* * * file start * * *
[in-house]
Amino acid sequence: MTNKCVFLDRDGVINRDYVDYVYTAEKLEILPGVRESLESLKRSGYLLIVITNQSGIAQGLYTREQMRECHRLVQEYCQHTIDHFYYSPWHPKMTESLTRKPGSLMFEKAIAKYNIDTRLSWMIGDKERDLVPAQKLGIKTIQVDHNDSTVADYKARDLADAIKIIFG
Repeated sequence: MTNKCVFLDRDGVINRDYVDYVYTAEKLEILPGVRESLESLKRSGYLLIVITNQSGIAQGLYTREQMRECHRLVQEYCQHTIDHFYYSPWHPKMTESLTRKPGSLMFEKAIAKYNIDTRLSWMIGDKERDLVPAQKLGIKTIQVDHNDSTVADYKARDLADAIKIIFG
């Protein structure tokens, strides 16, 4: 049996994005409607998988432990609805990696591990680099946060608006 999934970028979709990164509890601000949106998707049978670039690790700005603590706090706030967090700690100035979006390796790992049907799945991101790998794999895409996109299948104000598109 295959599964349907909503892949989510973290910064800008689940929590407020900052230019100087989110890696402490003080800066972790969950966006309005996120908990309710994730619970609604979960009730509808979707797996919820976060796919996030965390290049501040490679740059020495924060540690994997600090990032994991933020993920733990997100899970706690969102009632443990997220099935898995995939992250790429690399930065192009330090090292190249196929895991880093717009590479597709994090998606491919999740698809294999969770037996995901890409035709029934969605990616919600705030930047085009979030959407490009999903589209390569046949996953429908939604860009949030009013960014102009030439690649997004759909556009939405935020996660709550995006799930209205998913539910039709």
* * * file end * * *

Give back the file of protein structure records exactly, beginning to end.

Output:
[in-house]
Amino acid sequence: MTNKCVFLDRDGVINRDYVDYVYTAEKLEILPGVRESLESLKRSGYLLIVITNQSGIAQGLYTREQMRECHRLVQEYCQHTIDHFYYSPWHPKMTESLTRKPGSLMFEKAIAKYNIDTRLSWMIGDKERDLVPAQKLGIKTIQVDHNDSTVADYKARDLADAIKIIFG
Repeated sequence: MTNKCVFLDRDGVINRDYVDYVYTAEKLEILPGVRESLESLKRSGYLLIVITNQSGIAQGLYTREQMRECHRLVQEYCQHTIDHFYYSPWHPKMTESLTRKPGSLMFEKAIAKYNIDTRLSWMIGDKERDLVPAQKLGIKTIQVDHNDSTVADYKARDLADAIKIIFG
């Protein structure tokens, strides 16, 4: 049996994005409607998988432990609805990696591990680099946060608006 999934970028979709990164509890601000949106998707049978670039690790700005603590706090706030967090700690100035979006390796790992049907799945991101790998794999895409996109299948104000598109 295959599964349907909503892949989510973290910064800008689940929590407020900052230019100087989110890696402490003080800066972790969950966006309005996120908990309710994730619970609604979960009730509808979707797996919820976060796919996030965390290049501040490679740059020495924060540690994997600090990032994991933020993920733990997100899970706690969102009632443990997220099935898995995939992250790429690399930065192009330090090292190249196929895991880093717009590479597709994090998606491919999740698809294999969770037996995901890409035709029934969605990616919600705030930047085009979030959407490009999903589209390569046949996953429908939604860009949030009013960014102009030439690649997004759909556009939405935020996660709550995006799930209205998913539910039709």